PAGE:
If preferred, all compute nodes can be enabled as job submit hosts without setting .rhosts or hosts.equiv by setting the allow_node_submit parameter to true.
Configuring TORQUE on a multi-homed server
If the pbs_server daemon is to be run on a multi-homed host (a host possessing multiple network interfaces), the interface to be used can be explicitly set using the SERVERHOST parameter.
Architecture specific notes
With some versions of Mac OS/X, it is required to add the line $restricted *.<DOMAIN> to the pbs_mom configuration file. This is required to work around some socket bind bugs in the OS.
Specifying non-root administrators
By default, only root is allowed to start, configure and manage the pbs_server daemon. Additional trusted users can be authorized using the parameters managers and operators. To configure these parameters use the qmgr command, as in the following example:
Qmgr: set server managers += josh@*.fsc.com
Qmgr: set server operators += josh@*.fsc.com
All manager and operator specifications must include a user name and either a fully qualified domain name or a host expression.
To enable all users to be trusted as both operators and administrators, place the + (plus) character on its own line in the server_priv/acl_svr/operators and server_priv/acl_svr/managers files.
Setting up email
Moab relies on emails from TORQUE about job events. To set up email, do the following:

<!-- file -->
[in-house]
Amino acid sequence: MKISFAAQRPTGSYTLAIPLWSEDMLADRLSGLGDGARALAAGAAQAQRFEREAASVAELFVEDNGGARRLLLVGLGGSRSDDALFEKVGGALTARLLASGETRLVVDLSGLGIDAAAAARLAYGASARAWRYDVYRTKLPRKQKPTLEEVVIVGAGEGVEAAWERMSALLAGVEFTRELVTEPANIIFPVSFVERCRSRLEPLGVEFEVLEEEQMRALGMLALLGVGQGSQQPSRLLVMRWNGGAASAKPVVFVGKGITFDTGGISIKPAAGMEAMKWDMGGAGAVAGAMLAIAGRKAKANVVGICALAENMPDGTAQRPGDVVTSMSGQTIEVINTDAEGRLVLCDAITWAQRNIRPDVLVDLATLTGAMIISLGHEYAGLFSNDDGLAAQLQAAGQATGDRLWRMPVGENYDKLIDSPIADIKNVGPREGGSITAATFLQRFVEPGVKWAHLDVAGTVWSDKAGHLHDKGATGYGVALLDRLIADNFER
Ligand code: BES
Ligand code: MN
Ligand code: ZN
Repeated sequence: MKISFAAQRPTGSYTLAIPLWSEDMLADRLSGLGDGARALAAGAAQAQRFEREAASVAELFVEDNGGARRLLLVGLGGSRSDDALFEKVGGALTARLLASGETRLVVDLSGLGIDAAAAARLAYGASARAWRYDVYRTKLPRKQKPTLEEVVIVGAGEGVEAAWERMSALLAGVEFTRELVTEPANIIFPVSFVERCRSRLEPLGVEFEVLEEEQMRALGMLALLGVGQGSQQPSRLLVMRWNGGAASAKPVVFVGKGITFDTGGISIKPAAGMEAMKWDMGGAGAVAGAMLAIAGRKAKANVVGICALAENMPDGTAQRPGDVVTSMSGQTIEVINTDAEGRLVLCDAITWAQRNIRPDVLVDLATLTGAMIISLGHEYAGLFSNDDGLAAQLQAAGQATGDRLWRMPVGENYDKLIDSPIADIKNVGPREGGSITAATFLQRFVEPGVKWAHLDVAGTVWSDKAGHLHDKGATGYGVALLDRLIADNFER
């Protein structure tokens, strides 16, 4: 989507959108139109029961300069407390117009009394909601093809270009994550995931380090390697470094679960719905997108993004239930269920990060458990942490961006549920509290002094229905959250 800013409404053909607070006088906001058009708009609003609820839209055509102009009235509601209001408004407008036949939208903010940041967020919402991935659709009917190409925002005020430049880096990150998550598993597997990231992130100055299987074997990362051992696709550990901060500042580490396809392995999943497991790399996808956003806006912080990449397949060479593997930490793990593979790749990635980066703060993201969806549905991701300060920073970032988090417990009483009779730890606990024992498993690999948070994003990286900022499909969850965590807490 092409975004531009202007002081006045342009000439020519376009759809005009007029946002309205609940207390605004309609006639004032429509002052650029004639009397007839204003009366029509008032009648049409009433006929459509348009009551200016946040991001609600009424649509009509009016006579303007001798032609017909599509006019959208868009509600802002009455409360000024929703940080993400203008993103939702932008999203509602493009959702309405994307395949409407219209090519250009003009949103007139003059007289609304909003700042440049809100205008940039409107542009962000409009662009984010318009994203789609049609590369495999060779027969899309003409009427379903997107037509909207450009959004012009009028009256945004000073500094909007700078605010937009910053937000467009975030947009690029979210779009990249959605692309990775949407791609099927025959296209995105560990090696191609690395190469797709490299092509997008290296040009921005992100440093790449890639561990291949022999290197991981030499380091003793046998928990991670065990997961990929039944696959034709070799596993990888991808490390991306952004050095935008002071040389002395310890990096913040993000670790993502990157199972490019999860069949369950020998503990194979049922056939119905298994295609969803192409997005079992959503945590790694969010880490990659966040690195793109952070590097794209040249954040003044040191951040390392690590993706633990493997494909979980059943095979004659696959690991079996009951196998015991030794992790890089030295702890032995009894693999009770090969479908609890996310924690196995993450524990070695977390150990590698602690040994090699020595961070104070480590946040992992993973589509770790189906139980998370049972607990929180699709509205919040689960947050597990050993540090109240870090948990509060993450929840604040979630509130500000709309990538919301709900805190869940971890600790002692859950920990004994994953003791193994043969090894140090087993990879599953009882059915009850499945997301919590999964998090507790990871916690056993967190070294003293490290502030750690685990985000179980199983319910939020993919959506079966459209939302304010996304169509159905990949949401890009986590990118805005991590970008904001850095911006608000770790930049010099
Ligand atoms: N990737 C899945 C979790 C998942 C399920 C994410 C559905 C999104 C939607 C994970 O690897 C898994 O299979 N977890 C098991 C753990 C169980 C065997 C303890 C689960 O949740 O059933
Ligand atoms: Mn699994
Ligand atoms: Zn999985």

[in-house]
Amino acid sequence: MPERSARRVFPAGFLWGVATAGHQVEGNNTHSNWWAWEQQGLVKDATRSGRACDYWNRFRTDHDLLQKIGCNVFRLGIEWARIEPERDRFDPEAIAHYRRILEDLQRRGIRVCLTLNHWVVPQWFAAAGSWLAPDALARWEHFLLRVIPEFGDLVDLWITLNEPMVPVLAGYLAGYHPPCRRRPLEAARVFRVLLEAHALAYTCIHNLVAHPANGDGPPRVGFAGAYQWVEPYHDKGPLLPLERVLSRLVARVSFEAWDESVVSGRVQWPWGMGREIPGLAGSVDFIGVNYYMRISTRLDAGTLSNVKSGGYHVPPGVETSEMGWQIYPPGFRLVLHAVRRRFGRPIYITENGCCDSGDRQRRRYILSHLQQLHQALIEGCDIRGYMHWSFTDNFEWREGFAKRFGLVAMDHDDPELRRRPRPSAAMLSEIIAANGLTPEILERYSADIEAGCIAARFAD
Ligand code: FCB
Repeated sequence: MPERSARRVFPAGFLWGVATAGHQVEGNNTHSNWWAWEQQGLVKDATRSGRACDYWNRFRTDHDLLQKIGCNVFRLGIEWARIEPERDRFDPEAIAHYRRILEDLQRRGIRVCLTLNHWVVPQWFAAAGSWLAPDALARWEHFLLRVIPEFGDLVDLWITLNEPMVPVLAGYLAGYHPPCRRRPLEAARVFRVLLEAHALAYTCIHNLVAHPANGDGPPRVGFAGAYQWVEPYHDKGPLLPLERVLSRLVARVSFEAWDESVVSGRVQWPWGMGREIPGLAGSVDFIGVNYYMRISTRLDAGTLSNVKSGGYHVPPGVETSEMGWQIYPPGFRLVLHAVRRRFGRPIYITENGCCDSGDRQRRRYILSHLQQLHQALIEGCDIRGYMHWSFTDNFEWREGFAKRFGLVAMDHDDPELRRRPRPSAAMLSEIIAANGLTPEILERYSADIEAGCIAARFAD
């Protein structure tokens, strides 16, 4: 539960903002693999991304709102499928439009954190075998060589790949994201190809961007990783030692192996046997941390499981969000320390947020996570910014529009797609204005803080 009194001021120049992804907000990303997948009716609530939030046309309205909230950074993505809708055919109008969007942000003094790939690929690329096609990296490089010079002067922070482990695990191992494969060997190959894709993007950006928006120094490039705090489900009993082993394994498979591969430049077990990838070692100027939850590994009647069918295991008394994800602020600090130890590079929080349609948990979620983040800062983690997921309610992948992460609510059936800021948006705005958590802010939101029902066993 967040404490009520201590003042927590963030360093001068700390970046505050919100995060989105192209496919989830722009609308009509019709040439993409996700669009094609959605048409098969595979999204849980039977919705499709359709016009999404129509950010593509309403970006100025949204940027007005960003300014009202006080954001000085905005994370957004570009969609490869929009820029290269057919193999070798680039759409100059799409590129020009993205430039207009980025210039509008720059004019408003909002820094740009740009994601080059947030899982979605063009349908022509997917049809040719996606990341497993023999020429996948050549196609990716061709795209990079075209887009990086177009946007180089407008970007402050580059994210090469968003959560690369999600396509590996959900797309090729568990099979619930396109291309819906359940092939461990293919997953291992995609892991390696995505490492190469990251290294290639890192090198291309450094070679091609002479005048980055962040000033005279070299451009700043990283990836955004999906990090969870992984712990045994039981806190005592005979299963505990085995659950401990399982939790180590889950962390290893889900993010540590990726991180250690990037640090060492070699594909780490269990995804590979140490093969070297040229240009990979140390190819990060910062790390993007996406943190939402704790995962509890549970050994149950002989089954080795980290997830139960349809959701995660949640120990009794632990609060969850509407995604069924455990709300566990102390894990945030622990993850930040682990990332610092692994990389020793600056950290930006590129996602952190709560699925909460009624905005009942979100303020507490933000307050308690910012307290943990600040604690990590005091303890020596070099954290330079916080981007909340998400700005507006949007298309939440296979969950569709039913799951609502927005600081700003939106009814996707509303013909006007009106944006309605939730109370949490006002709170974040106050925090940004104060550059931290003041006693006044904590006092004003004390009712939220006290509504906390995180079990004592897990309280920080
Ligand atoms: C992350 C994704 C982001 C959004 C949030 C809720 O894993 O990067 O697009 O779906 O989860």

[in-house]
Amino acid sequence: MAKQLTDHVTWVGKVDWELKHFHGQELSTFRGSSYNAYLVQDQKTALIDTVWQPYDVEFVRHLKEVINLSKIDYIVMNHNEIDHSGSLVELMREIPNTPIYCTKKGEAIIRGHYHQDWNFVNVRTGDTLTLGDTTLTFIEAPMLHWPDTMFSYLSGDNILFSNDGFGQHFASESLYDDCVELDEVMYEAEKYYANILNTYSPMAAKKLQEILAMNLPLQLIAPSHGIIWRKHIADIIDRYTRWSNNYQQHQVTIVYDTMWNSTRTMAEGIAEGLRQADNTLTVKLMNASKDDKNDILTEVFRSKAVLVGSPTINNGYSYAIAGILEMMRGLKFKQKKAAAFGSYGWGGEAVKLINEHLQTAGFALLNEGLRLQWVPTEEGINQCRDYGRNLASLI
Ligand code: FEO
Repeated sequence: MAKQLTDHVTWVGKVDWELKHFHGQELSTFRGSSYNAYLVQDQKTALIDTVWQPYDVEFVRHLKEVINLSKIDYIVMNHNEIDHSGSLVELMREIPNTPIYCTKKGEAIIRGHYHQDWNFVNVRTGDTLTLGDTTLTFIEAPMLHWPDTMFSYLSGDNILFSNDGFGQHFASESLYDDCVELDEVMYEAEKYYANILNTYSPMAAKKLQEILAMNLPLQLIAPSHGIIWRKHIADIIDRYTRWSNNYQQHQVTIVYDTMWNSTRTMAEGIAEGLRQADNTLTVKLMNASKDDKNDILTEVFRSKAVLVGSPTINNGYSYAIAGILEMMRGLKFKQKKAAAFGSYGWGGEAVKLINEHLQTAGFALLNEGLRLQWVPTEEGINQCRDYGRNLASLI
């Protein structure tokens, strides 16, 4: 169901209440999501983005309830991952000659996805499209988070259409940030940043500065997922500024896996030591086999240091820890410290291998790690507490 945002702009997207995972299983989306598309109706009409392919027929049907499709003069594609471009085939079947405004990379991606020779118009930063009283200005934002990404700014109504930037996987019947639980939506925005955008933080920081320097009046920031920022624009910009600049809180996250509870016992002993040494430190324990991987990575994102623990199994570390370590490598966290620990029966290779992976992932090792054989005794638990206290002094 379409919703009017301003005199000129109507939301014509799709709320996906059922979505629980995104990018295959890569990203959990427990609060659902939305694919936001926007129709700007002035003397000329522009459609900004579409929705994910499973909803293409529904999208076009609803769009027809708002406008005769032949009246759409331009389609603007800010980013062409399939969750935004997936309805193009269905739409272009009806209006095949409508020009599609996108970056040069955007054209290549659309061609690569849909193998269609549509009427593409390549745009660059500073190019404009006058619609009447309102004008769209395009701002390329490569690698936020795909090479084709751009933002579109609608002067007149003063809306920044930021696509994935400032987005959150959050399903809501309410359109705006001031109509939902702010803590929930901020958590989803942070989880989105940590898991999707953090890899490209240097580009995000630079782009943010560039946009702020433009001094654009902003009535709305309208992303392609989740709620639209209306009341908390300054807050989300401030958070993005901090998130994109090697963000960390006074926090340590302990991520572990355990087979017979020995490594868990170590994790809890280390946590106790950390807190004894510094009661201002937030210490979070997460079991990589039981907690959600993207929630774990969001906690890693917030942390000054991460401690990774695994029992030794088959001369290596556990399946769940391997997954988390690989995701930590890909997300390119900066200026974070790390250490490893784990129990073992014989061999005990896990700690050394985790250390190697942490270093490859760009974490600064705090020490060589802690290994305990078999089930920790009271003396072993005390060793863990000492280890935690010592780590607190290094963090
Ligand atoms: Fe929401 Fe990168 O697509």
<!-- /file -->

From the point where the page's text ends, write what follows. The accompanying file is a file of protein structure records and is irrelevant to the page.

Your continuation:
To set up email
> ./configure --with-sendmail=<path_to_executable>
> qmgr -c 'set server mail_domain=clusterresources.com'
> qmgr -c 'set server mail_body_fmt=Job: %i \n Name: %j \n On host: %h \n \n %m \n \n %d'
> qmgr -c 'set server mail_subject_fmt=Job %i - %r'
By default, users receive e-mails on job aborts. Each user can select which kind of e-mails to receive by using the qsub -m option when submitting the job. If you want to dictate when each user should receive e-mails, use a submit filter (for details, see Job submission filter ("qsub wrapper")).
Using MUNGE authentication
MUNGE is an authentication service that creates and validates user credentials. It was developed by Lawrence Livermore National Laboratoy (LLNL) to be highly scalable so it can be used in large environments such as HPC clusters. To learn more about MUNGE and how to install it, see http://code.google.com/p/munge/.
Configuring TORQUE to use MUNGE is a compile time operation. When you are building TORQUE, use –enable-munge-auth as a command line option with ./configure.
> ./configure –enable-munge-auth
You can use only one authorization method at a time. If –enable-munge-auth is configured, the privileged port ruserok method is disabled.
TORQUE does not link any part of the MUNGE library into its executables. It calls the MUNGE and UNMUNGE utilities which are part of the MUNGE daemon. The MUNGE daemon must be running on the server and all submission hosts. The TORQUE client utilities call MUNGE and then deliver the encrypted credential to pbs_server where the credential is then unmunged and the server verifies the user and host against the authorized users configured in serverdb.